2. Mar 16, 2014
    8
    “Le Week End” is a charming, warm and deeper than it purports to be film written by Hanef Kureishi with directorial credits going to Roger“Le Week End” is a charming, warm and deeper than it purports to be film written by Hanef Kureishi with directorial credits going to Roger Michell. The film stars Jim Broadbent, Lindsay Duncan and, in the latter half, Jeff Goldblum. Although ostensibly the story of a British married couple of 30 years celebrating their anniversary in Paris, it is much more than that. Its British umbrella goes beyond that country’s culture to cause any long married couple of any nationality to easily identify with the problems they face as they try to recapture or maybe even create the relationship they each want with the other. Ms. Duncan and Mr. Broadbent dominate the screen as they share their innermost feelings and disappointments in a movie that seems to capture the essence of the “Best Marigold Hotel” film and a tamer and warmer “Who’s Afraid of Virginia Wolf”.Mr. Kureisi’s dialogue is meaningful and profound as the two principal characters encounter the ups and downs of marital life and the burdens and benefits it offers. I give the film an 8 and suggest that the City of Paris be given an honorable mention in the credits for it certainly plays a meaningful role in the lives of this engaging and complicated couple. Full Review »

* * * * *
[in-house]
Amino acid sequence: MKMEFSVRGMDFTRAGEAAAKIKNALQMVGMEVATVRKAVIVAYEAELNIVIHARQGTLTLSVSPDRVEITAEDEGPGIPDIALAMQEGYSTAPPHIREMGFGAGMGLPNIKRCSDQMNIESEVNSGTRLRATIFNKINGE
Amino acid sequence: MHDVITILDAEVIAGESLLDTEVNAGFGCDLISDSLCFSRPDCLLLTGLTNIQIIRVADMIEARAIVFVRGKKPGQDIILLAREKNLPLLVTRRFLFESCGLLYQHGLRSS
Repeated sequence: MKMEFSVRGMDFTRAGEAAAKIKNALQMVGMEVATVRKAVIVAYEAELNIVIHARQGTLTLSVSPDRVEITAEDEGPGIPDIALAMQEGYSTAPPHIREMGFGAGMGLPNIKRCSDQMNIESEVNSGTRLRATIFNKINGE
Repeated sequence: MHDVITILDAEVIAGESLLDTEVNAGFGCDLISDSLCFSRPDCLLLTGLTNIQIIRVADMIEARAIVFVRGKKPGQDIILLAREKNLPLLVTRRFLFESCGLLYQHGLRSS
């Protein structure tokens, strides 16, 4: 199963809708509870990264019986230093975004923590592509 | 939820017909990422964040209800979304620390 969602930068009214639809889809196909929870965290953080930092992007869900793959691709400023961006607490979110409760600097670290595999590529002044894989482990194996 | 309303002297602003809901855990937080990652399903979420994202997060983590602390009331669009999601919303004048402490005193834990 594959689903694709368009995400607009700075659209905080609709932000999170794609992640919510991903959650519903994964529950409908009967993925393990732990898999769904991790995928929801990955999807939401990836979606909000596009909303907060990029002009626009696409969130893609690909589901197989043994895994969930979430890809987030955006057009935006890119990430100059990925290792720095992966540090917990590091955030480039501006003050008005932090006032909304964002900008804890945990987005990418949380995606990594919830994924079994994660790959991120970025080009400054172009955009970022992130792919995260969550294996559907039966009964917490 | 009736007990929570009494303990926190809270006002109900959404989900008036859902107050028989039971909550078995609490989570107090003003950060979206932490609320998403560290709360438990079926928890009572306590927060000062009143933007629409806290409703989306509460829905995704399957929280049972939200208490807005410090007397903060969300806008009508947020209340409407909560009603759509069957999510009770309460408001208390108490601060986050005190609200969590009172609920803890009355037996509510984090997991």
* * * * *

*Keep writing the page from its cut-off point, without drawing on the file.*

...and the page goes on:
3. Sep 22, 2014
    10
    A charming, and affecting look into an elerly couples eventful weekend in Paris. Lindsay Duncan is absolutely phenominal, she demansA charming, and affecting look into an elerly couples eventful weekend in Paris. Lindsay Duncan is absolutely phenominal, she demans screentime, and she delivers a performance that is believeable, smart and and heartfelt. dr Paris has never looked this wonderful, and the score makes it feel like you are walking beside them, laughing with them, arguing amongst them. Well worth it! Full Review »